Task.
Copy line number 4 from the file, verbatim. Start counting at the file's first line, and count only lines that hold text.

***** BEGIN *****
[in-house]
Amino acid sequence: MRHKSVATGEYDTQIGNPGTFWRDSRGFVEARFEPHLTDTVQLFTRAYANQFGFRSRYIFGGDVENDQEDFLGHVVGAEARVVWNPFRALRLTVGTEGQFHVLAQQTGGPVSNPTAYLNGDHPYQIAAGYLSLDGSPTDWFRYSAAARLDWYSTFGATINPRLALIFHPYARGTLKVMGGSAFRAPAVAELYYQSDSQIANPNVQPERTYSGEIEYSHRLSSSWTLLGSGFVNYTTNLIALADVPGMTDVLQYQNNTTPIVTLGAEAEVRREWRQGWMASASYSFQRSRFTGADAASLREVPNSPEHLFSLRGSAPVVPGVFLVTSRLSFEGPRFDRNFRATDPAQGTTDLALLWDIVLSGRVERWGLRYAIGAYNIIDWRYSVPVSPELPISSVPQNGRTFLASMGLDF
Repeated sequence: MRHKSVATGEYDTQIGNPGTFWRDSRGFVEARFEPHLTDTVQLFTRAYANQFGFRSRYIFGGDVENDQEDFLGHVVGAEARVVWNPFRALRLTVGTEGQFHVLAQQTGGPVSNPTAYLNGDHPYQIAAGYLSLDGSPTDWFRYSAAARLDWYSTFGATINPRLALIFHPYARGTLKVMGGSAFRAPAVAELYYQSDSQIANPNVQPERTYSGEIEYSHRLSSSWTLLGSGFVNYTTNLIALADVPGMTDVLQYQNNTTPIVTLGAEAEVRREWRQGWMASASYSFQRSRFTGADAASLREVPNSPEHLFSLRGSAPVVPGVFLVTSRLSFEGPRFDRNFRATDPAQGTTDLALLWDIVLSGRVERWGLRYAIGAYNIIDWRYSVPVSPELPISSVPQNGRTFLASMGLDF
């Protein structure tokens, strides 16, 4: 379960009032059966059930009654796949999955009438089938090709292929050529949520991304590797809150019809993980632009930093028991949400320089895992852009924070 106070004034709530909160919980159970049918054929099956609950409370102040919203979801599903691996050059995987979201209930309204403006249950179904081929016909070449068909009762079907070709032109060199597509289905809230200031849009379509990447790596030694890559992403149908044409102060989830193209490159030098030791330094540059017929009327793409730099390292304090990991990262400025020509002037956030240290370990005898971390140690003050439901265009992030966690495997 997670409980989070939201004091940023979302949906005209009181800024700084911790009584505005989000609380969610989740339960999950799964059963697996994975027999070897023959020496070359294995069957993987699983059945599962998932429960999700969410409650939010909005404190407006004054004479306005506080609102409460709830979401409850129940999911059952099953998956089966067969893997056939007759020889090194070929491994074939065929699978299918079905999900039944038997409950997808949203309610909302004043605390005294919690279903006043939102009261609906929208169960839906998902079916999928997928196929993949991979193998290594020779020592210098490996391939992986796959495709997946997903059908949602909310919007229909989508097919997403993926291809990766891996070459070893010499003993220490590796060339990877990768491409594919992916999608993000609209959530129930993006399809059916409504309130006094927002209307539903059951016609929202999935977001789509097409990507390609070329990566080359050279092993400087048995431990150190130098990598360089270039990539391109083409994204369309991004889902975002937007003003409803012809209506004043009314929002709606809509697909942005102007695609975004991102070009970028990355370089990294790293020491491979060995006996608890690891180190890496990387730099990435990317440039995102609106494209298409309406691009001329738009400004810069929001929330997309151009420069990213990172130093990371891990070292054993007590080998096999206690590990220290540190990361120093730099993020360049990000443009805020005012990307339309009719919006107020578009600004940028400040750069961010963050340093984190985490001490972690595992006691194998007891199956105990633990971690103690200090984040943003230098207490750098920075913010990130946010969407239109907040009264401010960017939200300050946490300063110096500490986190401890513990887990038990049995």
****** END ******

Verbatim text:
């Protein structure tokens, strides 16, 4: 379960009032059966059930009654796949999955009438089938090709292929050529949520991304590797809150019809993980632009930093028991949400320089895992852009924070 106070004034709530909160919980159970049918054929099956609950409370102040919203979801599903691996050059995987979201209930309204403006249950179904081929016909070449068909009762079907070709032109060199597509289905809230200031849009379509990447790596030694890559992403149908044409102060989830193209490159030098030791330094540059017929009327793409730099390292304090990991990262400025020509002037956030240290370990005898971390140690003050439901265009992030966690495997 997670409980989070939201004091940023979302949906005209009181800024700084911790009584505005989000609380969610989740339960999950799964059963697996994975027999070897023959020496070359294995069957993987699983059945599962998932429960999700969410409650939010909005404190407006004054004479306005506080609102409460709830979401409850129940999911059952099953998956089966067969893997056939007759020889090194070929491994074939065929699978299918079905999900039944038997409950997808949203309610909302004043605390005294919690279903006043939102009261609906929208169960839906998902079916999928997928196929993949991979193998290594020779020592210098490996391939992986796959495709997946997903059908949602909310919007229909989508097919997403993926291809990766891996070459070893010499003993220490590796060339990877990768491409594919992916999608993000609209959530129930993006399809059916409504309130006094927002209307539903059951016609929202999935977001789509097409990507390609070329990566080359050279092993400087048995431990150190130098990598360089270039990539391109083409994204369309991004889902975002937007003003409803012809209506004043009314929002709606809509697909942005102007695609975004991102070009970028990355370089990294790293020491491979060995006996608890690891180190890496990387730099990435990317440039995102609106494209298409309406691009001329738009400004810069929001929330997309151009420069990213990172130093990371891990070292054993007590080998096999206690590990220290540190990361120093730099993020360049990000443009805020005012990307339309009719919006107020578009600004940028400040750069961010963050340093984190985490001490972690595992006691194998007891199956105990633990971690103690200090984040943003230098207490750098920075913010990130946010969407239109907040009264401010960017939200300050946490300063110096500490986190401890513990887990038990049995």